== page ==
Zoglmeier, C., Bauer, H., Nörenberg, D., Wedekind, G., Bittner, P., Sandholzer, N., et al. (2011). CpG blocks immunosuppression by myeloid-derived suppressor cells in tumor-bearing mice. Clin. Cancer Res. 17, 1765–1775. doi: 10.1158/1078-0432.CCR-10-2672
Keywords: Staphylococcus aureus, S. aureus, myeloid-derived suppressor cells, MDSC, enterotoxin, granulocytes, T cells, immunomodulation
Citation: Stoll H, Ost M, Singh A, Mehling R, Neri D, Schäfer I, Velic A, Macek B, Kretschmer D, Weidenmaier C, Hector A, Handgretinger R, Götz F, Peschel A, Hartl D and Rieber N (2018) Staphylococcal Enterotoxins Dose-Dependently Modulate the Generation of Myeloid-Derived Suppressor Cells. Front. Cell. Infect. Microbiol. 8:321. doi: 10.3389/fcimb.2018.00321
Received: 10 May 2018; Accepted: 22 August 2018;
Published: 13 September 2018.
Edited by:Martin John McGavin, University of Western Ontario, Canada
Reviewed by:Tammy Kielian, University of Nebraska Medical Center, United States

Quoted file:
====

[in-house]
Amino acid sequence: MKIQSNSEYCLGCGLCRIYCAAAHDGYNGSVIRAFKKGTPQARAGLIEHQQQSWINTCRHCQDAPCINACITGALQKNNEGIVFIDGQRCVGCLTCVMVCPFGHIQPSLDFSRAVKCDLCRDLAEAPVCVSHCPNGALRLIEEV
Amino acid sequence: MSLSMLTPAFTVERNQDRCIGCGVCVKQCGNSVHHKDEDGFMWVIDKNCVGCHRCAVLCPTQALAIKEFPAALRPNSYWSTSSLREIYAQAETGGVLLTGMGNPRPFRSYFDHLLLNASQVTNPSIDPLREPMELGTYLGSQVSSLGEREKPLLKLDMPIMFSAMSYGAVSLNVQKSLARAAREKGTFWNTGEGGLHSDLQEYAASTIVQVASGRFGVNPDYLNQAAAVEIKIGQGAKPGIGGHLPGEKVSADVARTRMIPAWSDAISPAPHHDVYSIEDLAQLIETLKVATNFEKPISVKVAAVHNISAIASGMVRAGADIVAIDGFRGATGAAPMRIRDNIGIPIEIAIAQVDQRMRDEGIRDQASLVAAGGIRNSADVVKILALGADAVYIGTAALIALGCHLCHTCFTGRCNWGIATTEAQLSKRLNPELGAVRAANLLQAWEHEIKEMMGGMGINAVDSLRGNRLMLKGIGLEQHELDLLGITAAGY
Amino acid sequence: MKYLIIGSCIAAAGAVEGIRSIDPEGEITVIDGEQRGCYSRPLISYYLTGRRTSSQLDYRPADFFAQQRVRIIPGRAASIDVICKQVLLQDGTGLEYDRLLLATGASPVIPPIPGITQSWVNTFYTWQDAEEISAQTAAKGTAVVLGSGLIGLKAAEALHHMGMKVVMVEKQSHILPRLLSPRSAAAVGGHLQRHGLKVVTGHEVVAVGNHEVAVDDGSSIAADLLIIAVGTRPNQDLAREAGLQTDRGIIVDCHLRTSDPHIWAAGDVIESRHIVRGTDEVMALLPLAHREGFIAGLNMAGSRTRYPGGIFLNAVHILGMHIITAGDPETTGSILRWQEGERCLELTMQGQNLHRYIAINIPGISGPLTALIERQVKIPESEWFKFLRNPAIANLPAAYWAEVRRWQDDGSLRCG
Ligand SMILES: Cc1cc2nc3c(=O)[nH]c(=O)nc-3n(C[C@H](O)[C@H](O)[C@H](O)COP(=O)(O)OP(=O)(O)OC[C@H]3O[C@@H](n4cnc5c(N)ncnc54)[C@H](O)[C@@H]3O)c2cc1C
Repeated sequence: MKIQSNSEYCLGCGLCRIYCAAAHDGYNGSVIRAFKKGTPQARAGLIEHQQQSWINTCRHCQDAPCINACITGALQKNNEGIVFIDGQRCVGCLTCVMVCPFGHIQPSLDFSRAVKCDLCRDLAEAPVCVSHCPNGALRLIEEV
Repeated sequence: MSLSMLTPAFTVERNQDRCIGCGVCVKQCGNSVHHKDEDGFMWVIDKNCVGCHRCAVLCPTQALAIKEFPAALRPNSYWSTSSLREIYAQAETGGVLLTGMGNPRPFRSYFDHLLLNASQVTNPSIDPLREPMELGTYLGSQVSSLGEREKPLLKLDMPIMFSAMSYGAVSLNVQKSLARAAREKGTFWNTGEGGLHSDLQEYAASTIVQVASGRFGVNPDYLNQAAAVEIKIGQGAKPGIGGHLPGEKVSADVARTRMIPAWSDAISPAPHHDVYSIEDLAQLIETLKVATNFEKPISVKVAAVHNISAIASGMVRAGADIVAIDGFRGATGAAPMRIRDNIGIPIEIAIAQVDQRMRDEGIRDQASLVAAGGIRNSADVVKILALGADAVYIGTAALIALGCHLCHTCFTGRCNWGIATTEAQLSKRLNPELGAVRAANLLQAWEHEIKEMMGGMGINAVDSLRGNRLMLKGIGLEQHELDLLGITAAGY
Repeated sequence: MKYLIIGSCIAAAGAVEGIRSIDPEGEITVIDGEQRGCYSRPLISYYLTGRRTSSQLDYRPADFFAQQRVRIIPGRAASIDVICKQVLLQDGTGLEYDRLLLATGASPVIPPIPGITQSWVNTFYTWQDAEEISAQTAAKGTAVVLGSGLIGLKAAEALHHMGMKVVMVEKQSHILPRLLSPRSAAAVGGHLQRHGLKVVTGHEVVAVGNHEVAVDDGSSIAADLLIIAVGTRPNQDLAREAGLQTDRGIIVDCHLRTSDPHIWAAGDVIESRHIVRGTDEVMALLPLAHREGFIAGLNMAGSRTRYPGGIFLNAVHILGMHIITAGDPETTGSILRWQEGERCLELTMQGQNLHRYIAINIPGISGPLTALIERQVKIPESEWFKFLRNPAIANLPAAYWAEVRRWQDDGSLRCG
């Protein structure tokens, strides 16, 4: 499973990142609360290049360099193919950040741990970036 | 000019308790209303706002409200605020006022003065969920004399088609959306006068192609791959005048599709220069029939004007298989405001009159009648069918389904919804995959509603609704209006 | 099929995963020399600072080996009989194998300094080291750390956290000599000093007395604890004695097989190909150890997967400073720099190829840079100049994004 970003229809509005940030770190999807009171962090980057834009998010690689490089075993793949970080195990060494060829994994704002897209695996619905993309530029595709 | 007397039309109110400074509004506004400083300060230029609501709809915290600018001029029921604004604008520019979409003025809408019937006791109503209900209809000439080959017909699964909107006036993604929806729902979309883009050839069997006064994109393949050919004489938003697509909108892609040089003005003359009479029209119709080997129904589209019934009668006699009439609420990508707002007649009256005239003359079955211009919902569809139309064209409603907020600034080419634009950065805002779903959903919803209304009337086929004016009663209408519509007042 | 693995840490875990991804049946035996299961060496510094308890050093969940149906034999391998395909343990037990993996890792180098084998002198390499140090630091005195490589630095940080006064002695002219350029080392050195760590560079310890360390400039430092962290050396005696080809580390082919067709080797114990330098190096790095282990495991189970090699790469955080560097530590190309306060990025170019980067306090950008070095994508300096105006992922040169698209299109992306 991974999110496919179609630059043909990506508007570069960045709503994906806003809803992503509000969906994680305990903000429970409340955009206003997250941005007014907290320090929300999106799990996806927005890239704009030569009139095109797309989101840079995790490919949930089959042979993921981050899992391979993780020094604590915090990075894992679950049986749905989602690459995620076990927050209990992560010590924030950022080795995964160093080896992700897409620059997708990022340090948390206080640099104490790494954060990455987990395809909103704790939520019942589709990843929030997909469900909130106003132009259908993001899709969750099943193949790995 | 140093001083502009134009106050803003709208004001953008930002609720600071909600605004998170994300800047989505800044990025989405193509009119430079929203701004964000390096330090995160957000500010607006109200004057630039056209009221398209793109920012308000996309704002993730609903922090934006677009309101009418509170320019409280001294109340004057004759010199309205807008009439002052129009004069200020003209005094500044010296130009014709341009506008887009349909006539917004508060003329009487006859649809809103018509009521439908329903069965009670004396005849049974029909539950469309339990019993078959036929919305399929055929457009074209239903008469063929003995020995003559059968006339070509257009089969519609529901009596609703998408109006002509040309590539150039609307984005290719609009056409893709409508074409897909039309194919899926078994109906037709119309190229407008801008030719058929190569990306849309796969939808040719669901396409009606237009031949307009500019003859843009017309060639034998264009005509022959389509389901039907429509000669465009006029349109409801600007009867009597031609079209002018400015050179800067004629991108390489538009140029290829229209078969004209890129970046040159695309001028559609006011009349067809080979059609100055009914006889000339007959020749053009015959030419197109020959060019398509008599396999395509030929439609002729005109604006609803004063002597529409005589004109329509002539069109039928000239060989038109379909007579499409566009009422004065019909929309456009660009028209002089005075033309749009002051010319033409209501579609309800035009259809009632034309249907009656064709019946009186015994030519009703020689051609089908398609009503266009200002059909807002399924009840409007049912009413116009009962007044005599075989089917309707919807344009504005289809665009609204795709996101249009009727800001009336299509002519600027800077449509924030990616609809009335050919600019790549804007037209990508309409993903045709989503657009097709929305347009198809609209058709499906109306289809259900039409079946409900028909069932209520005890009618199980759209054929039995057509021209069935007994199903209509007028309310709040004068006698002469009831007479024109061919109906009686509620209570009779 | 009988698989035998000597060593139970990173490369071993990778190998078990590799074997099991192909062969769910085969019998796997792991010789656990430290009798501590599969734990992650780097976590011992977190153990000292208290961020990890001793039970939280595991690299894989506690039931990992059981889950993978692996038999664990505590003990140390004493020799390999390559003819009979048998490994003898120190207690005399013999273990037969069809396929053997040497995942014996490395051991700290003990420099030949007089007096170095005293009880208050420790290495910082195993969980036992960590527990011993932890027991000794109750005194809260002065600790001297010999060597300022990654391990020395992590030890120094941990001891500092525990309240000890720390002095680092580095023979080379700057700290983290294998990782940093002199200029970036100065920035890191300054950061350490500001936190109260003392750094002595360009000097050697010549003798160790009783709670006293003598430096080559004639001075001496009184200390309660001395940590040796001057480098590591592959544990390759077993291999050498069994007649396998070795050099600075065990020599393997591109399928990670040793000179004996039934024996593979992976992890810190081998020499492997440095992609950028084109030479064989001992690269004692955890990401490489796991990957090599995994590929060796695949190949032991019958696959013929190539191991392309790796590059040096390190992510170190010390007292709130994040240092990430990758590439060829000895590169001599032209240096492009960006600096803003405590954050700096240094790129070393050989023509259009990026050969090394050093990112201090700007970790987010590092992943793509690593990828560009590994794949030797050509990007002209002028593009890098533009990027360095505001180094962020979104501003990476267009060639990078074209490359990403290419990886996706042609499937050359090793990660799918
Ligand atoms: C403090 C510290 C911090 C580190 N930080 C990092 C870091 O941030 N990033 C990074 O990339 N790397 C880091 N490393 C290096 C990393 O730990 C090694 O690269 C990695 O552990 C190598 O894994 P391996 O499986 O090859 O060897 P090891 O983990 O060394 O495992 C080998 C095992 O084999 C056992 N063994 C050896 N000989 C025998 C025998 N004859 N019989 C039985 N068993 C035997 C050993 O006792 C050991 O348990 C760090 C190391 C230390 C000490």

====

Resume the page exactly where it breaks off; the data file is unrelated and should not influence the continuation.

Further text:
John K. McCormick, University of Western Ontario, Canada
Copyright © 2018 Stoll, Ost, Singh, Mehling, Neri, Schäfer, Velic, Macek, Kretschmer, Weidenmaier, Hector, Handgretinger, Götz, Peschel, Hartl and Rieber. This is an open-access article distributed under the terms of the Creative Commons Attribution License (CC BY). The use, distribution or reproduction in other forums is permitted, provided the original author(s) and the copyright owner(s) are credited and that the original publication in this journal is cited, in accordance with accepted academic practice. No use, distribution or reproduction is permitted which does not comply with these terms.
†These authors have contributed equally to this work